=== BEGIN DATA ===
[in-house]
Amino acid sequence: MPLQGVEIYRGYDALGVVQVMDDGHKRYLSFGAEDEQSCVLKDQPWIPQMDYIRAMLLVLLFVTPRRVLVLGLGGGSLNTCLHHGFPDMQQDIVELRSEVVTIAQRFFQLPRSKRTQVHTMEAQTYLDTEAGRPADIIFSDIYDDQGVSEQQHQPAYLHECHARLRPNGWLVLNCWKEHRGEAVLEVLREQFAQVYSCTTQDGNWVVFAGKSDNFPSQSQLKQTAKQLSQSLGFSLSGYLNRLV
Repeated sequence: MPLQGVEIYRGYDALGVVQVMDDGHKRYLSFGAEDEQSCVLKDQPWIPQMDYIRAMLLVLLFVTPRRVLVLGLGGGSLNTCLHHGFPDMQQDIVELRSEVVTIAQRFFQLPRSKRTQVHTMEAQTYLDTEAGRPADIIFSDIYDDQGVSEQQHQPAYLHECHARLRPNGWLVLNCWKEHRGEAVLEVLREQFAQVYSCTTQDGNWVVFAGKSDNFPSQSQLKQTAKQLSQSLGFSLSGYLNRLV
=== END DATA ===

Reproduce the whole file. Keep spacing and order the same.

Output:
[in-house]
Amino acid sequence: MPLQGVEIYRGYDALGVVQVMDDGHKRYLSFGAEDEQSCVLKDQPWIPQMDYIRAMLLVLLFVTPRRVLVLGLGGGSLNTCLHHGFPDMQQDIVELRSEVVTIAQRFFQLPRSKRTQVHTMEAQTYLDTEAGRPADIIFSDIYDDQGVSEQQHQPAYLHECHARLRPNGWLVLNCWKEHRGEAVLEVLREQFAQVYSCTTQDGNWVVFAGKSDNFPSQSQLKQTAKQLSQSLGFSLSGYLNRLV
Repeated sequence: MPLQGVEIYRGYDALGVVQVMDDGHKRYLSFGAEDEQSCVLKDQPWIPQMDYIRAMLLVLLFVTPRRVLVLGLGGGSLNTCLHHGFPDMQQDIVELRSEVVTIAQRFFQLPRSKRTQVHTMEAQTYLDTEAGRPADIIFSDIYDDQGVSEQQHQPAYLHECHARLRPNGWLVLNCWKEHRGEAVLEVLREQFAQVYSCTTQDGNWVVFAGKSDNFPSQSQLKQTAKQLSQSLGFSLSGYLNRLV